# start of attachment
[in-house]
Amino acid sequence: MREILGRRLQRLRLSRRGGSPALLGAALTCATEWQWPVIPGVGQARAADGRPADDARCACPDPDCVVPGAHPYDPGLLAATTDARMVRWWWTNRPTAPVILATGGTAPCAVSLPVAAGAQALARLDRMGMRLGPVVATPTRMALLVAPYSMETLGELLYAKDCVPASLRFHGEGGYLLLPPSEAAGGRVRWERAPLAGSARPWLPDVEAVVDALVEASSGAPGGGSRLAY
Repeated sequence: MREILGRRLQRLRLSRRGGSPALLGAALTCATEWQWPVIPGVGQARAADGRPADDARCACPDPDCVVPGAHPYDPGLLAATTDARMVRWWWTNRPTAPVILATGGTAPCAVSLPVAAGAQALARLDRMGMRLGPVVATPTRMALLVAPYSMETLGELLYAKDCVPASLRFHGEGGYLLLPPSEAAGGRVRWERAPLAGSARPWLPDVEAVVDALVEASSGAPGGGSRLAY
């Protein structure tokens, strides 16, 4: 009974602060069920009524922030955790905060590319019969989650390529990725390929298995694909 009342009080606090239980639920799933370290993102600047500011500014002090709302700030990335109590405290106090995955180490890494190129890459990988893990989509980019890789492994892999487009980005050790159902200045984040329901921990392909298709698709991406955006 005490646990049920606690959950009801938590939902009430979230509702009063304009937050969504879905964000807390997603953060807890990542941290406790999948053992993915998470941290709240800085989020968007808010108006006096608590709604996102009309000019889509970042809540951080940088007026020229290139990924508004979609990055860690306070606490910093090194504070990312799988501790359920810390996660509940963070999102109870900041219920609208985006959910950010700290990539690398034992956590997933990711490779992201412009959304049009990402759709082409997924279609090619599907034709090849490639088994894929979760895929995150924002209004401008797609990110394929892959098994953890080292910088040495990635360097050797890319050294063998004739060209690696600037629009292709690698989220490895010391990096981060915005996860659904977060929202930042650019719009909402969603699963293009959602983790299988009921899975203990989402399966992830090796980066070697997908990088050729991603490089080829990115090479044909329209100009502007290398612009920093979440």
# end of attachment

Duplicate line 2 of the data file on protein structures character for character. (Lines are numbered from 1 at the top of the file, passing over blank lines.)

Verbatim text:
Amino acid sequence: MREILGRRLQRLRLSRRGGSPALLGAALTCATEWQWPVIPGVGQARAADGRPADDARCACPDPDCVVPGAHPYDPGLLAATTDARMVRWWWTNRPTAPVILATGGTAPCAVSLPVAAGAQALARLDRMGMRLGPVVATPTRMALLVAPYSMETLGELLYAKDCVPASLRFHGEGGYLLLPPSEAAGGRVRWERAPLAGSARPWLPDVEAVVDALVEASSGAPGGGSRLAY